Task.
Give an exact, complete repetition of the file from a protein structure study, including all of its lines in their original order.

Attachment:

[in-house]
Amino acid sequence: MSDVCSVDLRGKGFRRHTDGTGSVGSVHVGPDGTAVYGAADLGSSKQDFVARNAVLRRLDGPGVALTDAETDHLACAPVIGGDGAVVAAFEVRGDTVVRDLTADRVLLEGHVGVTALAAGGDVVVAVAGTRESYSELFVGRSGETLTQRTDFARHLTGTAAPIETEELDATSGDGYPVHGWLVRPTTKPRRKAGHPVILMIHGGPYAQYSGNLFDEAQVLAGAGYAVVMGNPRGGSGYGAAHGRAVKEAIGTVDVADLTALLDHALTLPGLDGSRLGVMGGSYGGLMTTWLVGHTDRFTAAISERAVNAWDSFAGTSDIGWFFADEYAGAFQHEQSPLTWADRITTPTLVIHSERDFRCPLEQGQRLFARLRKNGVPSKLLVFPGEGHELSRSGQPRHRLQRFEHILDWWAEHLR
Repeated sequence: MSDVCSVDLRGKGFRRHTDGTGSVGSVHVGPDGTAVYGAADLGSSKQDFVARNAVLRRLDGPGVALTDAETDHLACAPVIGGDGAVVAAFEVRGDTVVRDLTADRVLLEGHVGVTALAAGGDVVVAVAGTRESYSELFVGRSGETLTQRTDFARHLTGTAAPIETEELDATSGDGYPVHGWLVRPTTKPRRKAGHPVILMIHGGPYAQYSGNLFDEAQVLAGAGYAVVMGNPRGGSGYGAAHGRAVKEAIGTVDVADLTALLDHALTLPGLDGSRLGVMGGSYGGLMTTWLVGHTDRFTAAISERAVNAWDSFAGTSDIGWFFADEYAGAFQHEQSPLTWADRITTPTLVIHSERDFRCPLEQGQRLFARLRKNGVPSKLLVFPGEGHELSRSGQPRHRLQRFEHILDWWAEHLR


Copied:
[in-house]
Amino acid sequence: MSDVCSVDLRGKGFRRHTDGTGSVGSVHVGPDGTAVYGAADLGSSKQDFVARNAVLRRLDGPGVALTDAETDHLACAPVIGGDGAVVAAFEVRGDTVVRDLTADRVLLEGHVGVTALAAGGDVVVAVAGTRESYSELFVGRSGETLTQRTDFARHLTGTAAPIETEELDATSGDGYPVHGWLVRPTTKPRRKAGHPVILMIHGGPYAQYSGNLFDEAQVLAGAGYAVVMGNPRGGSGYGAAHGRAVKEAIGTVDVADLTALLDHALTLPGLDGSRLGVMGGSYGGLMTTWLVGHTDRFTAAISERAVNAWDSFAGTSDIGWFFADEYAGAFQHEQSPLTWADRITTPTLVIHSERDFRCPLEQGQRLFARLRKNGVPSKLLVFPGEGHELSRSGQPRHRLQRFEHILDWWAEHLR
Repeated sequence: MSDVCSVDLRGKGFRRHTDGTGSVGSVHVGPDGTAVYGAADLGSSKQDFVARNAVLRRLDGPGVALTDAETDHLACAPVIGGDGAVVAAFEVRGDTVVRDLTADRVLLEGHVGVTALAAGGDVVVAVAGTRESYSELFVGRSGETLTQRTDFARHLTGTAAPIETEELDATSGDGYPVHGWLVRPTTKPRRKAGHPVILMIHGGPYAQYSGNLFDEAQVLAGAGYAVVMGNPRGGSGYGAAHGRAVKEAIGTVDVADLTALLDHALTLPGLDGSRLGVMGGSYGGLMTTWLVGHTDRFTAAISERAVNAWDSFAGTSDIGWFFADEYAGAFQHEQSPLTWADRITTPTLVIHSERDFRCPLEQGQRLFARLRKNGVPSKLLVFPGEGHELSRSGQPRHRLQRFEHILDWWAEHLR